HAYSVILLE, Kan. (KSNW) – Disbelief, that is how some people in Haysville are reacting to a state health department study that shows no link between decades of groundwater contamination, and an increase in cancer cases.
The Kansas Department of Health and Environment was in Haysville Tuesday night to release the findings of that study, that the number of cancer cases in Haysville is not high and not connected to the groundwater contamination.
RELATED STORY | KSN Investigates: Groundwater contamination
Many residents say they do not believe it, and they are questioning how the study was done.
State health officials told the crowd their study tried to track down all the cases of cancer and birth defects reported from the Haysville area, where dry cleaning chemicals tainted the well water for almost 20 years.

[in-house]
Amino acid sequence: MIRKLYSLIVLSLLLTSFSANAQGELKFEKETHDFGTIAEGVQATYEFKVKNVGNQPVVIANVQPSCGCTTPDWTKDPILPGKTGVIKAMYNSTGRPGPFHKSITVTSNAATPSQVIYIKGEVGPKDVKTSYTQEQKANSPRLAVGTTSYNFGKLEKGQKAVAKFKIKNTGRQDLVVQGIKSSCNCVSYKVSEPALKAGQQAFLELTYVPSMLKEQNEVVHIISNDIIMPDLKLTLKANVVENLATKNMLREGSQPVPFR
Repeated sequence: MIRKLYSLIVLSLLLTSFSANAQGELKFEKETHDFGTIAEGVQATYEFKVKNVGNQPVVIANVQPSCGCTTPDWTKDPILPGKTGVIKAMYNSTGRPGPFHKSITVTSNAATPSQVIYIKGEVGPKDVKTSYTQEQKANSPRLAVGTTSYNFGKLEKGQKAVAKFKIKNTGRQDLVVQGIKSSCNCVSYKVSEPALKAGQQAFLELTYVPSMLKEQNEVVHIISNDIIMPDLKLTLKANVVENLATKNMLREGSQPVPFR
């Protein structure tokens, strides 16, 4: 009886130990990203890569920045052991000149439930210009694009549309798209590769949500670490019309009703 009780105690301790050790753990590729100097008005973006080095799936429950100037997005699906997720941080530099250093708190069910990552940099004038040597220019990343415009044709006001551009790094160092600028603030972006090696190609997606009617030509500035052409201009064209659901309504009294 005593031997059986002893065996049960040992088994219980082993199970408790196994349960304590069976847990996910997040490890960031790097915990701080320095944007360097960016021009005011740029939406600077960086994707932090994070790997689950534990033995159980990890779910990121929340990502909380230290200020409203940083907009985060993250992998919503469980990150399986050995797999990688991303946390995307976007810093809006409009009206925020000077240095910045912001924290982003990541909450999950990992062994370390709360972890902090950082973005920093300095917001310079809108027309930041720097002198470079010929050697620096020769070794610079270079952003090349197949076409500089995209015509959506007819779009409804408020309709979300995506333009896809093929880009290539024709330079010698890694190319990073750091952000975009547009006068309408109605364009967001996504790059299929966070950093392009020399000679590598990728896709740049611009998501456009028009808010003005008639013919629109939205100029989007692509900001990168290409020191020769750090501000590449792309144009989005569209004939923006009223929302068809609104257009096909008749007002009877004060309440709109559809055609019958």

They concluded that the rate of disease was actually lower than expected.
“Looking at those target cancers that we found in those areas of interest were actually lower, statistically, significantly lower, than the rate for the county and and region and the state as well,” said Dr. Farah Ahmed, an environmental health officer for the KDHE.
But, some residents believe the study did not take everyone into account.
“It was interesting to know that the cancer incidents they used only counted after 2004,” said Kirby Bjostad. “I realize it can take a while for cancer to happen. But, if the dumping started in 78 that’s a long time.”
The state health department also announced plans to demolish the old dry cleaners building soon and will begin cleaning the contaminated soil.
All homes in the affected area are already hooked to city water lines.
“We still have well water for watering the yard, watering the garden and planting the sprinklers,” said Teri Bjostad, a Haysville resident.